The Irish Point of Single Contact (PSC) is the point of single contact for Ireland as required under the Services Directive. It is part of the EUGO Network of Points of Single Contact in the Member States. It is a facility to make it easier for you (as a company/service provider) to find information on how to provide your services in Ireland.

Help & advice

Help & advice

If you wish to set up in business in a regulated profession, the relevant professional body may be able to provide you with assistance.

Chambers Ireland is Ireland's largest business network representing more than 13,000 businesses on the island of Ireland. A social partnership organisation, Chambers Ireland is limited by guarantee and owned by its subscribing member chambers. Its activities include support for small and medium-sized enterprises.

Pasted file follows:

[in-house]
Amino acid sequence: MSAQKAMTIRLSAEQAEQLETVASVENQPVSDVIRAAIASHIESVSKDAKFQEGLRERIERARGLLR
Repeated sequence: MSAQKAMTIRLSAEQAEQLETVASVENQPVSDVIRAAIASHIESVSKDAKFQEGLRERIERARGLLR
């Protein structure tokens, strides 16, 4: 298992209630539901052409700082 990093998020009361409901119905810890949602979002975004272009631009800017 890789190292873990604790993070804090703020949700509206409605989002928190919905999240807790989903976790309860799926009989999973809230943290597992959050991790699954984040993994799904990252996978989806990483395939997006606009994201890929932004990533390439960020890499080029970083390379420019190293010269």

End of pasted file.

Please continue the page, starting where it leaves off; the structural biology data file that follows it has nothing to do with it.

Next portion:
The Citizens Information portal has advice on Consumer Protection.

SOLVIT helps businesses deal with problems that arise when national authorities wrongly apply EU market rules.

If you wish to establish a business or perform temporary cross-border services in the EU/EEA area (the 27 EU member states, plus Iceland, Liechtenstein and Norway), turn to the ‘Points of Single Contact (PSC)’ - Members of the EUGO network - that will help you to complete all necessary administrative procedures on-line! Get the information you need and submit your applications to the responsible authorities online. You no longer have to worry about contacting several different authorities one by one - the PSC will do it for you!

E-mail a business organisation near you

The EU runs a network (Enterprise Europe Network) of local business organisations in most European countries that may be able to help you.

Choose your country and town and enter your enquiry below.